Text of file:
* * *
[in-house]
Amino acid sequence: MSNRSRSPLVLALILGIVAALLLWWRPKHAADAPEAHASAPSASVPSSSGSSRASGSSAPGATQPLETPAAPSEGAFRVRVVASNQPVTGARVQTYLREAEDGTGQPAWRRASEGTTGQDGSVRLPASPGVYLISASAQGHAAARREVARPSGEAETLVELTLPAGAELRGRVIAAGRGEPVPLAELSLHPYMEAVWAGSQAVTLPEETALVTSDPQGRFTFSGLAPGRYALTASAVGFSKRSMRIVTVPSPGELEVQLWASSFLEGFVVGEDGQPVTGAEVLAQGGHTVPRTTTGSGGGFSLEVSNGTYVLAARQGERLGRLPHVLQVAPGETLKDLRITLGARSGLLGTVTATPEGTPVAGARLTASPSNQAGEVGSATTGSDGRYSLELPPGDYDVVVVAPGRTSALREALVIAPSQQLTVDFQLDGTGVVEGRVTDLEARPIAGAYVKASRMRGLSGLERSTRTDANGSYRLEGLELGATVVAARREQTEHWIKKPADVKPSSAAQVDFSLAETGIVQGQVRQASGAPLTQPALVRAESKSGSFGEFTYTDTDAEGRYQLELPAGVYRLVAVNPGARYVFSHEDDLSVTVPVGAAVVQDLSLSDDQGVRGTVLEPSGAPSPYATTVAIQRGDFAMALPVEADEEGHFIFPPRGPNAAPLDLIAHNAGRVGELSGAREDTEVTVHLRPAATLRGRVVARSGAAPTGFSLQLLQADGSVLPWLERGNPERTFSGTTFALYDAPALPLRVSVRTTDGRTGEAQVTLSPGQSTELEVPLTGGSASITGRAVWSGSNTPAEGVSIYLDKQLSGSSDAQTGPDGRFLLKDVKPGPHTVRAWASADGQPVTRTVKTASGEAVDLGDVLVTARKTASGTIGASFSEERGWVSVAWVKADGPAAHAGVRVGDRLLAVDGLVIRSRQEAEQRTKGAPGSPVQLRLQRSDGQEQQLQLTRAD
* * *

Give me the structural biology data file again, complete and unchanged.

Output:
[in-house]
Amino acid sequence: MSNRSRSPLVLALILGIVAALLLWWRPKHAADAPEAHASAPSASVPSSSGSSRASGSSAPGATQPLETPAAPSEGAFRVRVVASNQPVTGARVQTYLREAEDGTGQPAWRRASEGTTGQDGSVRLPASPGVYLISASAQGHAAARREVARPSGEAETLVELTLPAGAELRGRVIAAGRGEPVPLAELSLHPYMEAVWAGSQAVTLPEETALVTSDPQGRFTFSGLAPGRYALTASAVGFSKRSMRIVTVPSPGELEVQLWASSFLEGFVVGEDGQPVTGAEVLAQGGHTVPRTTTGSGGGFSLEVSNGTYVLAARQGERLGRLPHVLQVAPGETLKDLRITLGARSGLLGTVTATPEGTPVAGARLTASPSNQAGEVGSATTGSDGRYSLELPPGDYDVVVVAPGRTSALREALVIAPSQQLTVDFQLDGTGVVEGRVTDLEARPIAGAYVKASRMRGLSGLERSTRTDANGSYRLEGLELGATVVAARREQTEHWIKKPADVKPSSAAQVDFSLAETGIVQGQVRQASGAPLTQPALVRAESKSGSFGEFTYTDTDAEGRYQLELPAGVYRLVAVNPGARYVFSHEDDLSVTVPVGAAVVQDLSLSDDQGVRGTVLEPSGAPSPYATTVAIQRGDFAMALPVEADEEGHFIFPPRGPNAAPLDLIAHNAGRVGELSGAREDTEVTVHLRPAATLRGRVVARSGAAPTGFSLQLLQADGSVLPWLERGNPERTFSGTTFALYDAPALPLRVSVRTTDGRTGEAQVTLSPGQSTELEVPLTGGSASITGRAVWSGSNTPAEGVSIYLDKQLSGSSDAQTGPDGRFLLKDVKPGPHTVRAWASADGQPVTRTVKTASGEAVDLGDVLVTARKTASGTIGASFSEERGWVSVAWVKADGPAAHAGVRVGDRLLAVDGLVIRSRQEAEQRTKGAPGSPVQLRLQRSDGQEQQLQLTRAD